Robert was less concerned about the benefits of an academic education, but he had promised that they would go back, and by now Sydney MILLER was undertaking more management of the farm.
In early 1892 a Miss Firmin was engaged, and she, Dora and the children set sail for England where a rented house was ready for them in Paignton, and it was here that Dorothy was born. Robert came briefly to England, then went south again, to Patagonia where the new partnership and farm at Estancia Coronel, near San Julian was taking shape. By the time he returned, Dora with the children and faithful Miss Firmin had moved north to be near Dora’s family in Manchester, renting a house in Parsonage Road near Ladybarn School. Dora’s sister Carrie was now headmistress of Ladybarn – still a difficult person, but good at her job. The children loved school, especially the woodwork and other handicrafts. Elsie and Robert excelled at lacrosse. With all the children at school except Dorothy, Dora was able to resume some of her old pursuits, going to lectures, to the theatre and to Halle concerts.
Robert rejoined the family in February 1894. He loathed Manchester, and when the lease on the house was up he and Dora took the children back to Paignton. Because of the heavy investment Robert had made in Estancia Coronel he decided that they could not afford to live in England, so when the two eldest children returned to school, boarding at Ladybarn House, the rest of the family sailed for the Falklands. They left Stanley at the end of October and upon arriving at Hill Cove moved back in to the Big House, while the Millers decamped to the smaller house that the Blakes had lived in and which had been the Millers’ house when they first came to Hill Cove. Dora was expecting another baby during all this time, and a son, Arthur, was born at the beginning of May 1895.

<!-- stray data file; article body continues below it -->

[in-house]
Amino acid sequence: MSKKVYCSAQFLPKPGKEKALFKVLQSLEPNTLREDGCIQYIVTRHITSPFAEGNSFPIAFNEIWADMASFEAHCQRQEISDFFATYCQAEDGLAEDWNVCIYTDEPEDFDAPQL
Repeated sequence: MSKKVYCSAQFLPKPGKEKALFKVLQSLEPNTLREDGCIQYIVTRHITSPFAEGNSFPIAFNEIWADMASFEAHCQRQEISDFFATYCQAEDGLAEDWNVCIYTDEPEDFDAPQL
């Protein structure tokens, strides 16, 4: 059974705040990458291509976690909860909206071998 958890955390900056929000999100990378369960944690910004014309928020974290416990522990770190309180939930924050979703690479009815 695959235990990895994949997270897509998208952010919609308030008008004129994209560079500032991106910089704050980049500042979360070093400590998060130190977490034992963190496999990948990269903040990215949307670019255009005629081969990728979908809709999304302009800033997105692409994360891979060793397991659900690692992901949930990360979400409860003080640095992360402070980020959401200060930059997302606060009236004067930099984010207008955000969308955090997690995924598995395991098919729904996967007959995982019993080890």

Robert, although only 44 was beginning to suffer from the arthritis which was to plague his later years, and he spent a little more time at home with Dora and the children, Elsie and young Robert came home for a long visit in September 1896, and the following month Dora gave birth to her eighth and last child, a son called Norman. When the Millers returned in December Robert decided to accept a commission from the Falkland Islands Company to “make all necessary reforms in the running of the Company farms before the appointment of a new manager” – a huge task which lasted from February to June 1897 and resulted in the outline of a practical and detailed programme. He received a generous fee.
Dora was feeling ‘dull and despondent’ at this time and longing to return to England where arrangements had been made to rent a house, Yeabridge, in Somerset from 1898. So it was that they left Hill Cove in March of that year.
It is not known how often Dora accompanied her husband on his visits to the Falklands and Argentina, however she and her daughter Violet were on board the Oravia with him when the ship was wrecked on the Billy Rock in 1912.
Dora died in 1923, at Mark’s Barn, their home in the village of Merriot, Somerset.
Sally Blake; Falkland watercolours by Dora Blake; Published privately
Mary Trehearne; Falklands Heritage: a record of Pioneer settlement; 1978.
January 2021 Biography first added